Management by intimidation:
Thanks to Andrew Putz for his effort to shed light on the management problems at the Free Clinic ["Clinical Depression," February 19]. I was disappointed that he was unable to either confirm or refute the rumors surrounding Marty Hiller's (forced?) retirement.
It is also unfortunate that the article is cast the way management wants it: a battle between the well-meaning but ineffectual hippies and the dedicated modern managers. During the time I was there, that was never the case.
I heard Mr. Hiller raise his voice at people a number of times. I provided counsel and comfort to at least a half-dozen staffers and administrators who had been devastated by unprofessional behavior on Mr. Hiller's part, or that of his senior administrator.
I have to assume that because of Dr. Cubberly's privileged position as an MD and medical director, he never got the chance to experience what so many subordinates had to go through. As someone who has managed two nonprofits, been a member of community boards, and taught personnel management, I had a chance to evaluate management behavior for 11 years while I volunteered and consulted at the clinic. The problem was never about new management style versus old. It was always about bad personnel management getting worse.
During my years (1989-2000), there appeared to be three rules of administration in force: secrecy, intimidation, and bribery. It simply deteriorated from there. Mr. Hiller finally stepped way over the line when he put his hands on his employee. No functional company I know would tolerate such behavior, yet the board lightly disciplined Mr. Hiller and his victim. I guess she shouldn't have gotten in the way of his hands.
Incidentally, Ms. Loisdaughter's firing was ruled unjustified by the Ohio Employment Services, and the clinic later had to agree to unemployment compensation and a financial settlement. The fact is that management was inadequate, wrong, and behaved badly for at least a decade. It is simply a cover story that there was a battle between the "hippies" and the "mods." Or was that the Jets and the Sharks?
I feel someone has to speak out for all the workers who suffered so much through the betrayal, lies, and bullying by Mr. Hiller and his assistants, and the failure of their anti-union board to even examine complaints, let alone protect the workers from inept and mean-spirited management. Mr. Hiller and the board still have not told the truth, but those of us who witnessed it know what really happened.
C. River Smith
Health care with soul to spare:
I am appalled that such a negative article could be written about an institution that has consistently represented and served the very best Cleveland has to offer.
The Free Clinic has certainly not lost its soul. That soul lives in a building that is now commensurate with the quality of care received inside; it lives in relatively new specialty clinics; it lives in a paid staff of less than 50 individuals, supported by hundreds of volunteers. Most important, the soul of the Free Clinic now lives in the clientele it serves.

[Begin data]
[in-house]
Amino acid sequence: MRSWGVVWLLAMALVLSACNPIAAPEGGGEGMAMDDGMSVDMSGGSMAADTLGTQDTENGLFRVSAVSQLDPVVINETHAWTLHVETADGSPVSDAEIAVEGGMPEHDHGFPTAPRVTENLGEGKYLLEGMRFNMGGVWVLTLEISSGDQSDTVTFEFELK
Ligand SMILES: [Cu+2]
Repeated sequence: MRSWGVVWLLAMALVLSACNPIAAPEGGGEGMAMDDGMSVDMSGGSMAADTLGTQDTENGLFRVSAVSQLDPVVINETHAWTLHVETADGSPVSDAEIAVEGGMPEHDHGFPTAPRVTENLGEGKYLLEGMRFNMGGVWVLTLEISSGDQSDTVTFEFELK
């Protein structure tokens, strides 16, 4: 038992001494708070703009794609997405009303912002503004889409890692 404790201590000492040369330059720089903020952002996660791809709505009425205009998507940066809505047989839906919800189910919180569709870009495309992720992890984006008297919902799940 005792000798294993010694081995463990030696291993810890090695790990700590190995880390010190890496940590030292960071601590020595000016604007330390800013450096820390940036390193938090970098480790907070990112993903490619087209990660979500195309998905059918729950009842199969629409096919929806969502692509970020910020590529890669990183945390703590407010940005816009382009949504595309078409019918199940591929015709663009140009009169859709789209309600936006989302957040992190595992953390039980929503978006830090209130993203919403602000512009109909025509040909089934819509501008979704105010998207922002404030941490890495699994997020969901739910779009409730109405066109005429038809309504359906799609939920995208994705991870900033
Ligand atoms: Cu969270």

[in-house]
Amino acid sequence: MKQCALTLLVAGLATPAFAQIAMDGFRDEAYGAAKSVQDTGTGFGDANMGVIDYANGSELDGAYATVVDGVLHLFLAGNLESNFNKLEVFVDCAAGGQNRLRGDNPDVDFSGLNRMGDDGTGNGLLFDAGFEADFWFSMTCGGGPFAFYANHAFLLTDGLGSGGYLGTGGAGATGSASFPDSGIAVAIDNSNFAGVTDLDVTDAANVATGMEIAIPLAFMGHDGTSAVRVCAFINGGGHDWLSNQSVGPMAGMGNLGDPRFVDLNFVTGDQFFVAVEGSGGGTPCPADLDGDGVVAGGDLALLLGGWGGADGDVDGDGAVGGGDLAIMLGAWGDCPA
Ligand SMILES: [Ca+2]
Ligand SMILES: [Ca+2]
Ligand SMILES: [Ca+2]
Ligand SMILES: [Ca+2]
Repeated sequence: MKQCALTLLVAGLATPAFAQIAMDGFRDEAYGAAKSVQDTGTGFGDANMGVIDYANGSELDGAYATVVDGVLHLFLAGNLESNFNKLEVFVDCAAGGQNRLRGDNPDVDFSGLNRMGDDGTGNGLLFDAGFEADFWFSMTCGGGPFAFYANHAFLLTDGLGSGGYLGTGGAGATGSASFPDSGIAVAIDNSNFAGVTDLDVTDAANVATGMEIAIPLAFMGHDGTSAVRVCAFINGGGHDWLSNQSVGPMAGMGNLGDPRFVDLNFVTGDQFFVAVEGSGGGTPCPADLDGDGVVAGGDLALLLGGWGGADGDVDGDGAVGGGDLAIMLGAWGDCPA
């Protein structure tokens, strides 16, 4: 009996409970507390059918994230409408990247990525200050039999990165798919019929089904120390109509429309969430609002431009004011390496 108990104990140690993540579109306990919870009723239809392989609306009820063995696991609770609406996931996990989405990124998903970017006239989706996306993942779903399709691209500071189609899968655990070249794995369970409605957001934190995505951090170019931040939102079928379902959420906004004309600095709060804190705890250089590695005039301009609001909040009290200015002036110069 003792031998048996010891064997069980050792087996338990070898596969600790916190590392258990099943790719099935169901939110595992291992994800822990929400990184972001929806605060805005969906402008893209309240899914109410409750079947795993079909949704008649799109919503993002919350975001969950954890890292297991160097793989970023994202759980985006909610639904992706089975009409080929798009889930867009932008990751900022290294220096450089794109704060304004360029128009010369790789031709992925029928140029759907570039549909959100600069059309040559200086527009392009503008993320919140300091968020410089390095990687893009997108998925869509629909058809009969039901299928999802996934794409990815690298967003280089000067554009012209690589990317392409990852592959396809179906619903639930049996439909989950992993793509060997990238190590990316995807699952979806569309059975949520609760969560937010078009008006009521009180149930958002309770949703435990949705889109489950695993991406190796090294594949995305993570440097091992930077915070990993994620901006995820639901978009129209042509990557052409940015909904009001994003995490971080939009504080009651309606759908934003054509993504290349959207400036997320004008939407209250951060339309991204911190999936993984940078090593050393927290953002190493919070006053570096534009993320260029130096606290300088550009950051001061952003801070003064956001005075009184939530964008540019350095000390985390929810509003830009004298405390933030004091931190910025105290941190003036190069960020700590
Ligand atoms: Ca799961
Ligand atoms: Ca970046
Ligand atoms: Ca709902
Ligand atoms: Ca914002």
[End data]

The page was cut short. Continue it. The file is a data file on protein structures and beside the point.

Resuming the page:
Some believe the soul of the Free Clinic left with the staff turnover in the late 1990s. The politics walked out with the staff. The soul now lives both in the Free Clinic and wherever Marty Hiller decides to lend his expertise next.
While the majority of mental health service providers have closed their doors to new clients, the Free Clinic has responded to the crisis by opening its doors even wider. I can think of no other organization to which a "budget cut" can mean "expansion of services." To those who continue to question the Free Clinic's dedication, I remind them that the ignorant criticize while the intelligent contribute.
The view after six years:
In "Clinical Depression," Andrew Putz describes a seething cauldron of worker unrest and infighting at the Free Clinic. I have been a volunteer for the past six years.
Every day, the clinic does good work serving hundreds of patients. From my experience, the staff is far too busy to have time for gossip and back-biting. There is turnover among volunteers, but no more than one would expect, where so many volunteers are pre-med and med students who must move on with their careers.
I don't know what the clinic was like 10 or 20 years ago. I only know that I am grateful to the men and women who built the Free Clinic and to those who currently serve the health needs of our city.
Robert H. MacNaughton
Better care through conflict:
We take issue with Andrew Putz's article. Many organizations dealing with growth and change also experience conflict. Mr. Putz seems to think that the Free Clinic's primary responsibility is to serve the values of its employees. We believe that a more important purpose is to provide health care for the uninsured and to be an advocate for universal health care coverage.
All those who serve the Free Clinic should be commended for their good work rather than criticized.
Tom and Sue Gerson
Moral issues no longer a hindrance:
I take issue with Andrew Putz's interpretation of the Free Clinic transforming itself from "hippie idealism to civic icon."